Families displaced by Hurricane Katrina are being moved into a “mini city” of neatly spaced rows of about 600 white travel trailers that was, just over a week ago, a 65-acre cow pasture outside of Baton Rouge, La., in Baker.
According to a report by the Washington Post, a team of 200 engineers, plumbers, laborers, draftsmen and city officials has worked around the clock to install water and sewer pipes to the grassy fields, converting the area into what some evacuees working on the project call the “City of Hope.”
The Federal Emergency Management Agency (FEMA) once envisioned “cities” of 500 to 600 RVs scattered across the South to house evacuees uprooted from their homes by Katrina.
But those plans have bogged down as FEMA has tried to make its way through a maze of bureaucratic hurdles to lease land, comply with local zoning laws and overcome local opposition to “FEMA cities” within their borders.
“Our infrastructure cannot handle it,” said Riley “Pee Wee” Berthelot Jr., president of West Baton Rouge parish, of FEMA’s plans to install 700 mobile homes in his parish of 22,000 residents.
The parish has already accepted more than 400 children in its schools, and Berthelot adds that many of the parish’s rural residents are uncomfortable with the former city residents moving in.
More than 330,000 families have applied for housing vouchers.
FEMA has set up some trailers in the driveways of homes destroyed by the hurricane so that residents can remain on their property as their permanent homes are rebuilt. But the bulk of trailers and mobile homes will be set up on large state-owned properties, the first of which is the one in Baker about 10 miles north of Baton Rouge.
A spokeswoman for Louisiana Gov. Kathleen Babineaux Blanco said the state has identified 52,000 acres it can use for setting up temporary homes.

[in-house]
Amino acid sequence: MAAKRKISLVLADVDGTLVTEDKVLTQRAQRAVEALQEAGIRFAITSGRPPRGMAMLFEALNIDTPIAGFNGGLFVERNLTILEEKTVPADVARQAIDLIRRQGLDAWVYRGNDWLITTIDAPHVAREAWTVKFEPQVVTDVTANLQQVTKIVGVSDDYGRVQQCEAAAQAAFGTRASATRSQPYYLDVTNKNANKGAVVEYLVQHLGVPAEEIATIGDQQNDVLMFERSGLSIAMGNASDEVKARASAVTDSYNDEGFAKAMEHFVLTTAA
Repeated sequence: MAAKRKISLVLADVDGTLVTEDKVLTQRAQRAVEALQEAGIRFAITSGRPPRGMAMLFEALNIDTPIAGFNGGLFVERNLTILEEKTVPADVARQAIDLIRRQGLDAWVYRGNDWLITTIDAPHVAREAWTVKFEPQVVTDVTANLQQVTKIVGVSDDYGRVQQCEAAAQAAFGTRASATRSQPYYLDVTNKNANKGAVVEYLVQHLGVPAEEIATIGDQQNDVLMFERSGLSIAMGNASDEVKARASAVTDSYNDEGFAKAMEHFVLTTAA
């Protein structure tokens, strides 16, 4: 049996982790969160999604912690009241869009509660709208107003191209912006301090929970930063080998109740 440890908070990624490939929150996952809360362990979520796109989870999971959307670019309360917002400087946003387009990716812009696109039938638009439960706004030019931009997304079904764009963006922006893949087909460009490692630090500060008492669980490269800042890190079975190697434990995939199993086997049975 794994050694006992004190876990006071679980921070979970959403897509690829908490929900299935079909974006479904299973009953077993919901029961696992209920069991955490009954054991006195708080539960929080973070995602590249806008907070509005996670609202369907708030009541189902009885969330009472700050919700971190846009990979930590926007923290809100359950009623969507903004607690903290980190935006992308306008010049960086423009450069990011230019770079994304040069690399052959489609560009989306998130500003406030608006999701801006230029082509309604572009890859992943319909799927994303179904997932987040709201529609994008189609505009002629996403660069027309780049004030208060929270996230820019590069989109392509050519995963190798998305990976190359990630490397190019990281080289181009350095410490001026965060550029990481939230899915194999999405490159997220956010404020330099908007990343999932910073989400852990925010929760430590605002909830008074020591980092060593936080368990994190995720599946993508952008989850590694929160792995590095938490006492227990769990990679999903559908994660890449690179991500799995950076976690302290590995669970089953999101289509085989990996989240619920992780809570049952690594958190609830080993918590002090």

“They’re nice, but some people say they’re awfully small,” said Jessie James, 57, of the RV city being set up a mile away. James is a New Orleans resident now living at Baker’s City Hall, which has been converted into a shelter.
Stephen Saucier, an architect who is one of the lead project managers of the RV park in Baker, said local officials are doing more than just setting up rows of homes. They are trying to erect a semblance of a community with a large kitchen hall that will serve three meals a day, and grassy areas for picnic tables, basketball courts and laundromats.
His team had to install a complex system of underground sewer pipes, water and electrical lines, and a sewage treatment facility that can process 130,000 gallons of sewage a day.
There are two kinds of homes that displaced residents will get.
FEMA has purchased or ordered 125,000 travel trailers, the kind of RVs that are towed behind a truck. Each of them costs between $16,000 and $20,000 and is at least 30 feet long and contains a stove, a refrigerator, an air conditioner, a furnace and a bathroom with a shower.
The agency has also purchased or ordered thousands of manufactured homes for about $30,000 each. They are similar to the temporary offices used at construction sites. These homes are not on wheels. They are 60 feet long and contain the same amenities as the travel trailers.
FEMA stores some trailers used in previous disasters in regional locations near rail lines. But in the days after Katrina, the agency scrambled to buy as many as it could find.
Phil Ornstein, sales manager for Dick Gore’s RV World in Jacksonville, Fla., received an e-mail from a FEMA official asking if he had 30-foot travel trailers. The agency bought the entire lot: 304 trailers for $6 million.
“I don’t want to live on someone’s misery,” Ornstein said. But in Florida, the RV dealers have learned to order extra trailers every year for when FEMA comes calling. “Business is business. We were ready for this hurricane,” Ornstein said.
RV dealers said they have hired dozens of truck drivers to deliver the trailers to FEMA – in some cases filled with donated goods from Rotary Clubs or other groups – only to find FEMA’s staging areas clogged with supplies.
“We’ve got trailers coming out our ears,” said Sheila Speights, the clerk for the city of Purvis, Miss., one of a handful of FEMA’s designated cities that are taking in trailers from RV dealers in Indiana, Florida and as far away as New York.
FEMA has leased a large vacant lot near an interstate, Speights said, where truckers have lined up at least 3,000 of the white trailers until the agency can find a more permanent place. “It blowed me away the first time I saw it,” Speights said. “They move about half of them a day and bring half that many in.”